Federal Reserve Bank of New York President William C. Dudley said the U.S. economy is currently facing the heaviest burden yet from federal spending cuts and tax increases.
“Over the next three-to-six months, if the U.S. economy continues to show signs of improvement that will be very, very important,” Dudley said in an interview with CBS News that was posted today on its website. “The fiscal drag is at its most intense point today. If the economy can sort of power through that, I would actually think the second half of the year and 2014 would be better.”
Dudley’s remarks echoed his speech yesterday to the Economic Club of New York calling for “very accommodative” monetary policy to reduce the 7.7 percent unemployment rate.
The New York Fed chief yesterday estimated that “significantly more restrictive” fiscal policy would reduce gross domestic product by 1.75 percent this year. That includes federal spending cuts, the increase in the payroll tax and higher tax rates on the highest earners, as well as tax increases associated with the health-care overhaul.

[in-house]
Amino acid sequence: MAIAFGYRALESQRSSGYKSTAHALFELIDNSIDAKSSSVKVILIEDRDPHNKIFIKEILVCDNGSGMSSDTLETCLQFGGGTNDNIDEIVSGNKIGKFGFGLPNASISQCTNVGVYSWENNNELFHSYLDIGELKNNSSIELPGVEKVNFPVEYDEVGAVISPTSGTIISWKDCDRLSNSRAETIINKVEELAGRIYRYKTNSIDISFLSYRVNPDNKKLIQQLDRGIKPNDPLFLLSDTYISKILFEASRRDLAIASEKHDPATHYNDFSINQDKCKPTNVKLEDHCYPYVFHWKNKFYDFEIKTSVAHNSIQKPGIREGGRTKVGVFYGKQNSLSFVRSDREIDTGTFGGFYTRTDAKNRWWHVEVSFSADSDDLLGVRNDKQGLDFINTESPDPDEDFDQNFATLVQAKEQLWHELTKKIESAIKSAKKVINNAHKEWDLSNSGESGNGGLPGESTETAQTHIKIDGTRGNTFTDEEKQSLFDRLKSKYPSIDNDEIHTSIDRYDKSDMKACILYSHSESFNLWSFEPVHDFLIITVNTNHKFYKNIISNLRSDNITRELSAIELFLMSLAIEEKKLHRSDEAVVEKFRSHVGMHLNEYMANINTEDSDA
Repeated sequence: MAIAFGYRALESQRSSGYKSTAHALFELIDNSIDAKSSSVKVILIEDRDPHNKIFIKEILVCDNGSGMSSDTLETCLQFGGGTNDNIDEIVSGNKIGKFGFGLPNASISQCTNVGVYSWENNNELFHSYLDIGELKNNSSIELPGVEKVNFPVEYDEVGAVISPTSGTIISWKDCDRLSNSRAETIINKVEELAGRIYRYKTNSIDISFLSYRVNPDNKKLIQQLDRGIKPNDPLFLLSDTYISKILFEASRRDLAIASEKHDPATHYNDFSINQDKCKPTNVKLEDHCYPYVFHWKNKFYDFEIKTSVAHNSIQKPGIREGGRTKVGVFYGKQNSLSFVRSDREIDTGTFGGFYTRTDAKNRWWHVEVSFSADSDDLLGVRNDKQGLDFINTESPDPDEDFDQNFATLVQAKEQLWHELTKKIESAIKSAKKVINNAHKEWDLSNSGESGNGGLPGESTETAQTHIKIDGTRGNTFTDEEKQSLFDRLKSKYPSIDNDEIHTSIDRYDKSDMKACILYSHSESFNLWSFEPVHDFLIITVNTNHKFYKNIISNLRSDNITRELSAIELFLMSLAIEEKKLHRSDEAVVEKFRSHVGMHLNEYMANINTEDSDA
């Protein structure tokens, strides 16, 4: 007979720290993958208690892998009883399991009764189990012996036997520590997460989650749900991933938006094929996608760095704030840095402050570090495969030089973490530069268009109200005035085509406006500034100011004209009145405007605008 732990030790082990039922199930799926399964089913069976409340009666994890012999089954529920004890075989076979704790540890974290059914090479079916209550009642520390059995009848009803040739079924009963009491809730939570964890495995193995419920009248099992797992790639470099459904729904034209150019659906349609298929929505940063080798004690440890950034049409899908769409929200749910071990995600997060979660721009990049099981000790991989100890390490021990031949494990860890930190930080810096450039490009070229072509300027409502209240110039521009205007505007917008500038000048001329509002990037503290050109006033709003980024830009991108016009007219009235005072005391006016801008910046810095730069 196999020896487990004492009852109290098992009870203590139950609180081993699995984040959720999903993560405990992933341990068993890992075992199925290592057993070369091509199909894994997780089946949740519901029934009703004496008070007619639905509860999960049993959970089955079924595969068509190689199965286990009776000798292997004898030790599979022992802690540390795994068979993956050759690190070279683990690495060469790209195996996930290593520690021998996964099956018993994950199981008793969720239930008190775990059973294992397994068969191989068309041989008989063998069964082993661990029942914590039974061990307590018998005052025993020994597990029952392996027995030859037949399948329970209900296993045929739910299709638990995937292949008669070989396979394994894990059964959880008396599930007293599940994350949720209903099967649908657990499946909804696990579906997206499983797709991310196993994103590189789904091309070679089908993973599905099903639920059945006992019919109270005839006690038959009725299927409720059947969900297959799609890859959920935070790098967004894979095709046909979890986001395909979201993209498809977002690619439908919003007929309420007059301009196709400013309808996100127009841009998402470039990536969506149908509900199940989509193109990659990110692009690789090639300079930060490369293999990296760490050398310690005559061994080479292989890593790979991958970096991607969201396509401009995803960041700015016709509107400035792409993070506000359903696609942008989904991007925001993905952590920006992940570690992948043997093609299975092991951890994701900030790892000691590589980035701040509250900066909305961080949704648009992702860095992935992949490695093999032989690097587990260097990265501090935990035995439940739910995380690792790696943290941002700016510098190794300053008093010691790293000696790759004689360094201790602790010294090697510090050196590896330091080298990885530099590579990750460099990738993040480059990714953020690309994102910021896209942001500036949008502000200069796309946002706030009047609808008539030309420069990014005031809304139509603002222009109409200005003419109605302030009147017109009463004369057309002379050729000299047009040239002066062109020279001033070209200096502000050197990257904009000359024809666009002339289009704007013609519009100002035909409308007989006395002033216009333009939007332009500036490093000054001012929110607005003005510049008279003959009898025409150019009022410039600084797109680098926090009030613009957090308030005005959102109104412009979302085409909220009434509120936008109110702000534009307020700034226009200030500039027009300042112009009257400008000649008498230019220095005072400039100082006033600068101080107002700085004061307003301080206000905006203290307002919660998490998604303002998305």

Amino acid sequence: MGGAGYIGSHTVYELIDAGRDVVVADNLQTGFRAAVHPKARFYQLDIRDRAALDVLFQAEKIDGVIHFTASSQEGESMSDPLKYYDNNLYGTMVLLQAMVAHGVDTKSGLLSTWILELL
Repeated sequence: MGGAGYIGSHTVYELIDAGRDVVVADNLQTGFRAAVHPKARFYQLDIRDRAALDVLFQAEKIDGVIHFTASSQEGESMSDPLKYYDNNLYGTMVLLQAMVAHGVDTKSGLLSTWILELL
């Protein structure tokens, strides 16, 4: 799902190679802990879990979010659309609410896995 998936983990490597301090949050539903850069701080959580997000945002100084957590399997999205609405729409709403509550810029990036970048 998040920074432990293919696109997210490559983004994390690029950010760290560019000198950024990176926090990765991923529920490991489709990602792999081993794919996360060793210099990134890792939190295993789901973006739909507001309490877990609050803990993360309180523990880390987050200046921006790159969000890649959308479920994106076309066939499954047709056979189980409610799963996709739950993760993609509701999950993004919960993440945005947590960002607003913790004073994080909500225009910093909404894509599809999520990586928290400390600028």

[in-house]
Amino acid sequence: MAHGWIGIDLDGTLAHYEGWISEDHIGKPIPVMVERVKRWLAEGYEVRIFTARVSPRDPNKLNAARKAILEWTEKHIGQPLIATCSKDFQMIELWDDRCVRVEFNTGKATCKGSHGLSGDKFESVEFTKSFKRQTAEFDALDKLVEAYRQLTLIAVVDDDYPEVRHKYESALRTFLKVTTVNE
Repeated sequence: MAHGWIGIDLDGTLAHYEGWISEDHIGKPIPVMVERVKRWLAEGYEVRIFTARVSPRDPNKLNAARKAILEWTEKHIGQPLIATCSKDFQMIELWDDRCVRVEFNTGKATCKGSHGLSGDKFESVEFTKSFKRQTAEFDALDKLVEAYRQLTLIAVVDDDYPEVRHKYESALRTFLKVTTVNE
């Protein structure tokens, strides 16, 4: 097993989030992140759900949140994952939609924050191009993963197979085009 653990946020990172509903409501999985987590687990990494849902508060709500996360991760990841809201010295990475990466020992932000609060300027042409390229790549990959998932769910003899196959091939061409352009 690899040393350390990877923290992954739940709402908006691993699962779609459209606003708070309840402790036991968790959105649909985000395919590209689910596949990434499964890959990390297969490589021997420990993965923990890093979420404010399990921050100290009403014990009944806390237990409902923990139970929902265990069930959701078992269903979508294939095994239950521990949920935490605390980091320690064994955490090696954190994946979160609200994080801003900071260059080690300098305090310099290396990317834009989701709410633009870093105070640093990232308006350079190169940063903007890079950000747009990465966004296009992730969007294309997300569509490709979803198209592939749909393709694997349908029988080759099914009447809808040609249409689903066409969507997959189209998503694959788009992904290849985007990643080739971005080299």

Congress mandated $1.2 trillion in across-the-board spending reductions, to begin this year and be spread over nine years, as part of a 2011 deal to increase the U.S. debt limit. The reductions are to be split almost evenly between defense and non-defense spending.
The nonpartisan Congressional Budget Office estimates the cuts, known as sequestration, could subtract 0.6 percentage point from gross domestic product in 2013, costing the economy 750,000 jobs.
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